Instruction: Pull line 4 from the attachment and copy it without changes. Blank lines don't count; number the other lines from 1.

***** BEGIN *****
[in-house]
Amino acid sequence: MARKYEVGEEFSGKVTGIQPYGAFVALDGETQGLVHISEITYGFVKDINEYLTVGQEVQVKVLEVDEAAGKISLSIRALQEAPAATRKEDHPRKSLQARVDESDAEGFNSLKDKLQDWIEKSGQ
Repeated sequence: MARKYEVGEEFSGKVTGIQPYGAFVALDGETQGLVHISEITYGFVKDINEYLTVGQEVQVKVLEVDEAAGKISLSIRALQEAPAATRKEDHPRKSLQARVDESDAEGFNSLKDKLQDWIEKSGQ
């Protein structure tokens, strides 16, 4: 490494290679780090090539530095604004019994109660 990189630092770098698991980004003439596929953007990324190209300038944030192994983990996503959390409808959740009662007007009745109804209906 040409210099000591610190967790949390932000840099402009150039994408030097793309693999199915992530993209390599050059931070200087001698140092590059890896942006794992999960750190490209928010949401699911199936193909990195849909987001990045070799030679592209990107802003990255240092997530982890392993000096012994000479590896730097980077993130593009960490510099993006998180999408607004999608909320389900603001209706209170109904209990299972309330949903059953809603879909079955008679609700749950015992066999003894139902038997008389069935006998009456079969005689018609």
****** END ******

């Protein structure tokens, strides 16, 4: 490494290679780090090539530095604004019994109660 990189630092770098698991980004003439596929953007990324190209300038944030192994983990996503959390409808959740009662007007009745109804209906 040409210099000591610190967790949390932000840099402009150039994408030097793309693999199915992530993209390599050059931070200087001698140092590059890896942006794992999960750190490209928010949401699911199936193909990195849909987001990045070799030679592209990107802003990255240092997530982890392993000096012994000479590896730097980077993130593009960490510099993006998180999408607004999608909320389900603001209706209170109904209990299972309330949903059953809603879909079955008679609700749950015992066999003894139902038997008389069935006998009456079969005689018609």